Ms Oona King: To ask the Secretary of State for Work and Pensions how many Social Fund (a) Community Care Grant, (b) Crisis Loan and (c) Budgeting Loan applications were received in each Government office region in 200304; how many were successful in each case; and what the total expenditure was in each case. 
Social Fund data were formerly held at Social Fund District level and are now held at Jobcentre Plus District level. These changes occurred gradually over two years and resulted from a number of boundary changes. Parts of some districts formed parts of one or more Government office regions (GOR) at different times. As such data are not available by GOR.
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(2) what the average time taken by members of the Milton Keynes social fund team to respond to enquiries in relation to (a) new applications to the social fund and (b) old cases was in the last period for which figures are available; 
The Secretary of State has asked me to reply to your questions concerning the regional review of the Social Fund telephone system for the South East region, the average response times to enquiries made in relation to applications to the Social Fund at Milton Keynes, how many staff there are on the team and their performance against targets for processing new claims since 2001. This is something which falls within the responsibilities delegated to me as Chief Executive of Jobcentre Plus.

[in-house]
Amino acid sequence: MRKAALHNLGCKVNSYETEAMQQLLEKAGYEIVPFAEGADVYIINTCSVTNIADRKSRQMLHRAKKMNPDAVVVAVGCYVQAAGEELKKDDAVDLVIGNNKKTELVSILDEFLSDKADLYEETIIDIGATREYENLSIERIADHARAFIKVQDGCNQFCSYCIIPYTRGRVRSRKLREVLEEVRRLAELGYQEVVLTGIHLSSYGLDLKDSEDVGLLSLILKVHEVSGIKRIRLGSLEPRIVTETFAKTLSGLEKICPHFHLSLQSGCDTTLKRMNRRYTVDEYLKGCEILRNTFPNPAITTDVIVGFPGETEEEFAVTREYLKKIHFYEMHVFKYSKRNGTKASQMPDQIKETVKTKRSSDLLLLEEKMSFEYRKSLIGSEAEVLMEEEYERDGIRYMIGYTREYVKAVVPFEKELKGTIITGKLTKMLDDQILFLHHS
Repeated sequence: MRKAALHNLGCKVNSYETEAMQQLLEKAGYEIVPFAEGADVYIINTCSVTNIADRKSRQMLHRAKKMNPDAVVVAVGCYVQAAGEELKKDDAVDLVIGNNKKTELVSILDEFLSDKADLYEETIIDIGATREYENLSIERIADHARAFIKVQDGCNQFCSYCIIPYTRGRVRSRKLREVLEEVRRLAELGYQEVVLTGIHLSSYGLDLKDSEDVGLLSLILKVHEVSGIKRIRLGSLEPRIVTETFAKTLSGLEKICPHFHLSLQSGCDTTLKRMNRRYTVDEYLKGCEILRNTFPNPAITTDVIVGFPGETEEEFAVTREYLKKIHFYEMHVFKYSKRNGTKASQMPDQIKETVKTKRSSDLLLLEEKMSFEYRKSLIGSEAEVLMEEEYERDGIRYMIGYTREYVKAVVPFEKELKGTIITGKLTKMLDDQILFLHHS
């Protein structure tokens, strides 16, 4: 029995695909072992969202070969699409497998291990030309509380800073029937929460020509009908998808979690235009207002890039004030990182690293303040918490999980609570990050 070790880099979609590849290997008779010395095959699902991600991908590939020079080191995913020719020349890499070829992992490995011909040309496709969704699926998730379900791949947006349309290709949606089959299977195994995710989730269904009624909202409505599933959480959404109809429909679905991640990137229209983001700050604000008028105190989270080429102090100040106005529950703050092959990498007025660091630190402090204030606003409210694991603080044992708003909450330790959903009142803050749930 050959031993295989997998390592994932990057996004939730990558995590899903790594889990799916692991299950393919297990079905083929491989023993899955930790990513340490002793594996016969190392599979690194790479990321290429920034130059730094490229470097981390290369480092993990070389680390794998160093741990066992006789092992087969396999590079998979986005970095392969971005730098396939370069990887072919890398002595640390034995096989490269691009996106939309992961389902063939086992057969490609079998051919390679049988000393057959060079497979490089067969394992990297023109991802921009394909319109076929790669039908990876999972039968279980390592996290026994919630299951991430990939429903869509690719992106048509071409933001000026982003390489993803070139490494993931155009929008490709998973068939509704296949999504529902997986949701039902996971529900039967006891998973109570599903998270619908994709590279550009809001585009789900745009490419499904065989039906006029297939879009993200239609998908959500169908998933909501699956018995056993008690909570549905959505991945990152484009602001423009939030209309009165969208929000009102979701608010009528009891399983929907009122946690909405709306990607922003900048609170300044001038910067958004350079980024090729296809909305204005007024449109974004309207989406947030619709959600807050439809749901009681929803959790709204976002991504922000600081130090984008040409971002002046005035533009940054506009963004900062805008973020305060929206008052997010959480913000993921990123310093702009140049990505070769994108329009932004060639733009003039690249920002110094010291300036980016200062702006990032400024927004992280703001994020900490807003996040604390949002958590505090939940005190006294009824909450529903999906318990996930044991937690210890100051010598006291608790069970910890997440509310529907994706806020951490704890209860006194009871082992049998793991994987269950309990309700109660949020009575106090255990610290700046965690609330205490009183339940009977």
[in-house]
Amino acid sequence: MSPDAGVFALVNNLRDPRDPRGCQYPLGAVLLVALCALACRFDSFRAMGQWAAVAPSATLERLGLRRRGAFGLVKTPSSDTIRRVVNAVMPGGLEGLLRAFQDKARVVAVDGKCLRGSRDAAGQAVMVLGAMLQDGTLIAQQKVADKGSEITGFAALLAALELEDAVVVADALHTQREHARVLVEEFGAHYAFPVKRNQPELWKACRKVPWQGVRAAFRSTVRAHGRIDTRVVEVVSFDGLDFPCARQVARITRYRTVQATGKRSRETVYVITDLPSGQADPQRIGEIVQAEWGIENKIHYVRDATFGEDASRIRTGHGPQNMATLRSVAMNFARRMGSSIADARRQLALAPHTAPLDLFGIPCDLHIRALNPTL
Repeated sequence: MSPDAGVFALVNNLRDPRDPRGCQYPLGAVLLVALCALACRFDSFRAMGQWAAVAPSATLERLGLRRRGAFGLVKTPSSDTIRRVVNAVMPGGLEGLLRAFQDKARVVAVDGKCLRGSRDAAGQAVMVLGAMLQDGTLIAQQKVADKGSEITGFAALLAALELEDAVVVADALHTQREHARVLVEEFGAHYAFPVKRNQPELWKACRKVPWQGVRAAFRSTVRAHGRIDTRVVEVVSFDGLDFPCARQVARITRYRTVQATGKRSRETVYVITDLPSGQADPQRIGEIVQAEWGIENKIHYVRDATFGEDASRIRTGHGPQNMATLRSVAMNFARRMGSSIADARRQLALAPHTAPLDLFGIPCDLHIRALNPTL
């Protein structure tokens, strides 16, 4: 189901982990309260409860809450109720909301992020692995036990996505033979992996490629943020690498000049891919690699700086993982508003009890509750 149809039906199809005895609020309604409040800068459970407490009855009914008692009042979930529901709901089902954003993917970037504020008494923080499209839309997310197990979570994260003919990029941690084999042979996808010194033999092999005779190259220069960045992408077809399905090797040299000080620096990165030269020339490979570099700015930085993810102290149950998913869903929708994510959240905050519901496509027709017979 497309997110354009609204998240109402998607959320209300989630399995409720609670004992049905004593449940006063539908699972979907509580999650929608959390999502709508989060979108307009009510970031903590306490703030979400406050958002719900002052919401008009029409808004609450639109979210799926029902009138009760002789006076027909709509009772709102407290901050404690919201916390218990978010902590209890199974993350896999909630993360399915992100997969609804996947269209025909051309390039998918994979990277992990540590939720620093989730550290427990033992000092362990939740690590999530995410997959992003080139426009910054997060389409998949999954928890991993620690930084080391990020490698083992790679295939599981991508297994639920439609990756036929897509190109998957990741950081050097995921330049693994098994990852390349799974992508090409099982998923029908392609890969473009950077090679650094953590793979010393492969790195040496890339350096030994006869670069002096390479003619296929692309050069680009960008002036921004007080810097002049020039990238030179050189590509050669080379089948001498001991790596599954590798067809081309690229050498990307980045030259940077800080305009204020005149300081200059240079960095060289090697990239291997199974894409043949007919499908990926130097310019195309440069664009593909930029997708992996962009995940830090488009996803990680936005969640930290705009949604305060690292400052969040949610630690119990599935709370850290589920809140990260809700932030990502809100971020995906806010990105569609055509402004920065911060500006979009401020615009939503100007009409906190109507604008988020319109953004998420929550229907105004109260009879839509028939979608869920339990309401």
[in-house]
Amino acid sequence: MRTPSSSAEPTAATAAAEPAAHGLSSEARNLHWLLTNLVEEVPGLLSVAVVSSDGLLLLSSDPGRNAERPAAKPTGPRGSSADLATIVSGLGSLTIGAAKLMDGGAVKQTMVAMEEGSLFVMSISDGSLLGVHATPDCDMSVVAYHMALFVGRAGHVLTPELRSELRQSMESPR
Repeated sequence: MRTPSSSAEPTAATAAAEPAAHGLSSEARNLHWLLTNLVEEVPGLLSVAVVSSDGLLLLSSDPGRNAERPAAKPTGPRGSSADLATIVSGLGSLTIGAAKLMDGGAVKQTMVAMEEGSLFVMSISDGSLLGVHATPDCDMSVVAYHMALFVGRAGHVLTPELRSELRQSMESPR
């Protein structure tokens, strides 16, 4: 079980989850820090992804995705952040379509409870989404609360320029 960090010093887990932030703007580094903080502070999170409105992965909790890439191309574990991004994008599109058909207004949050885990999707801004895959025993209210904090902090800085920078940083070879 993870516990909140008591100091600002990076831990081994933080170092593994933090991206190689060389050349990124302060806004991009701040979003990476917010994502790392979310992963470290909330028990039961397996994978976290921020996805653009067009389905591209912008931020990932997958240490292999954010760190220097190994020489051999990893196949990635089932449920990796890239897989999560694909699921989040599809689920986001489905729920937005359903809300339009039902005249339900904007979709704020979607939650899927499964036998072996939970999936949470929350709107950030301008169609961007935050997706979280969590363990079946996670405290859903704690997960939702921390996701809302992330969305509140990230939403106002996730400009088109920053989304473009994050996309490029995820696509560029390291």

It is not our intention to publish details of the review of the Social Fund telephone system as this is an internal review. However, we would be prepared to share local findings with you once they have been finalised and I have asked the District Manager for the Buckinghamshire and Oxfordshire district to provide them to you.
AACT is the measure for the time taken to process claims and represents the average time taken to clear all claims over the year The time taken is measured from the date the claim is received to the date it is fully processed.
|April 2002 to March 2003|
|SF crisis loans||100 per cent. same day||98.2 per cent.|
|SF budget loans||95 per cent. within 20 days||99.5 per cent.|
|AACT in 8 days||3.7 days|
|SF community care grants||95 per cent. within 20 days||96.1 per cent.|
|AACT in 9 days(7)||7.2 days|
|SF sure start maternity||95 per cent.||99 per cent.|
|grants||AACT in 5 days||4.4 days|
|SF funeral payments||90 per cent. in 35 days||98 per cent.|
|AACT in 16 days||12.5 days|
|SF accuracy||75 per cent.||76 per cent.|
|April 2003 to March 2004|
|SF crisis loans||Same day||98 per cent.|
|SF budget loans||AACT in 8 days||8.2 days|
|SF community care grants||AACT in 9 days(7)||8.2 days|
|SF sure start maternity|
|AACT in 5 days||9.6 days|
|SF funeral payments||AACT in 16 days||18.2 days|
|SF accuracy||75 per cent.||93.3 per cent.|
|April 2004 to December 2004|
|SF crisis loans||AACT in 2 days(7)||1.27 days|
|SF budget loans||AACT in 8 days(7)||10.97 days|
|SF community care grants||AACT in 9 days(7)||7.87 days|
|SF sure start maternity|
|AACT in 5 days(7)||7.63 days|
|SF funeral payments||AACT in 16 days(7)||16.3 days|
|SF accuracy||75 per cent. (7)||96.7 per cent.|
Mr. Frank Field: To ask the Secretary of State for Work and Pensions what the (a) sickness and absence and (b) turnover rates for Social Fund staff were in the latest period for which figures are available.